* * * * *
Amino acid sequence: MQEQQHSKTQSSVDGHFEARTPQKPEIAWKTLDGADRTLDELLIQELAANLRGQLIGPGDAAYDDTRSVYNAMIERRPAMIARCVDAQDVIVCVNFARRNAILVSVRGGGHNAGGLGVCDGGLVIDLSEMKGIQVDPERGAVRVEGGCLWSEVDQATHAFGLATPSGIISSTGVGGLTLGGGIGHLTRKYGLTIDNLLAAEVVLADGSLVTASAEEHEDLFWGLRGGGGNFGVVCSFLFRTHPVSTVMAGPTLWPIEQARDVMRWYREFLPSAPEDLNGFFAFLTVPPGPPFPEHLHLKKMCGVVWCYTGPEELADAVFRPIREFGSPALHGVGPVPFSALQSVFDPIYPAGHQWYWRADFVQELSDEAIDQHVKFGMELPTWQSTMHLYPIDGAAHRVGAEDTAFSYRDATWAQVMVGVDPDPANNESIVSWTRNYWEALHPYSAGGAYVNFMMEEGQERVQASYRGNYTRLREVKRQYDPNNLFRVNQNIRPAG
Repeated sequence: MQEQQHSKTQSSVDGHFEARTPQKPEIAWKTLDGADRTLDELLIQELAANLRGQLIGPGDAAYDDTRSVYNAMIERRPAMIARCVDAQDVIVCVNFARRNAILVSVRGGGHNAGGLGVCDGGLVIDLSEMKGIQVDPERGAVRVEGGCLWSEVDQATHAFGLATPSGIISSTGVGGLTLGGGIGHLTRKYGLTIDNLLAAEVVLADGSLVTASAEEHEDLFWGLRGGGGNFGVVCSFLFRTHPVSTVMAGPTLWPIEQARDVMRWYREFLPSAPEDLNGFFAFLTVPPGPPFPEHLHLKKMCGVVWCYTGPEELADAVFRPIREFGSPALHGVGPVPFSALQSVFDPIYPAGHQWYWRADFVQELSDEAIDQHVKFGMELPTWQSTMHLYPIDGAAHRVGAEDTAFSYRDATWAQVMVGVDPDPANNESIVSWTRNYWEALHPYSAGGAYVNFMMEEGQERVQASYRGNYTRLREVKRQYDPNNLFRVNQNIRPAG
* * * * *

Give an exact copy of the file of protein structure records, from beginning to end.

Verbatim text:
Amino acid sequence: MQEQQHSKTQSSVDGHFEARTPQKPEIAWKTLDGADRTLDELLIQELAANLRGQLIGPGDAAYDDTRSVYNAMIERRPAMIARCVDAQDVIVCVNFARRNAILVSVRGGGHNAGGLGVCDGGLVIDLSEMKGIQVDPERGAVRVEGGCLWSEVDQATHAFGLATPSGIISSTGVGGLTLGGGIGHLTRKYGLTIDNLLAAEVVLADGSLVTASAEEHEDLFWGLRGGGGNFGVVCSFLFRTHPVSTVMAGPTLWPIEQARDVMRWYREFLPSAPEDLNGFFAFLTVPPGPPFPEHLHLKKMCGVVWCYTGPEELADAVFRPIREFGSPALHGVGPVPFSALQSVFDPIYPAGHQWYWRADFVQELSDEAIDQHVKFGMELPTWQSTMHLYPIDGAAHRVGAEDTAFSYRDATWAQVMVGVDPDPANNESIVSWTRNYWEALHPYSAGGAYVNFMMEEGQERVQASYRGNYTRLREVKRQYDPNNLFRVNQNIRPAG
Repeated sequence: MQEQQHSKTQSSVDGHFEARTPQKPEIAWKTLDGADRTLDELLIQELAANLRGQLIGPGDAAYDDTRSVYNAMIERRPAMIARCVDAQDVIVCVNFARRNAILVSVRGGGHNAGGLGVCDGGLVIDLSEMKGIQVDPERGAVRVEGGCLWSEVDQATHAFGLATPSGIISSTGVGGLTLGGGIGHLTRKYGLTIDNLLAAEVVLADGSLVTASAEEHEDLFWGLRGGGGNFGVVCSFLFRTHPVSTVMAGPTLWPIEQARDVMRWYREFLPSAPEDLNGFFAFLTVPPGPPFPEHLHLKKMCGVVWCYTGPEELADAVFRPIREFGSPALHGVGPVPFSALQSVFDPIYPAGHQWYWRADFVQELSDEAIDQHVKFGMELPTWQSTMHLYPIDGAAHRVGAEDTAFSYRDATWAQVMVGVDPDPANNESIVSWTRNYWEALHPYSAGGAYVNFMMEEGQERVQASYRGNYTRLREVKRQYDPNNLFRVNQNIRPAG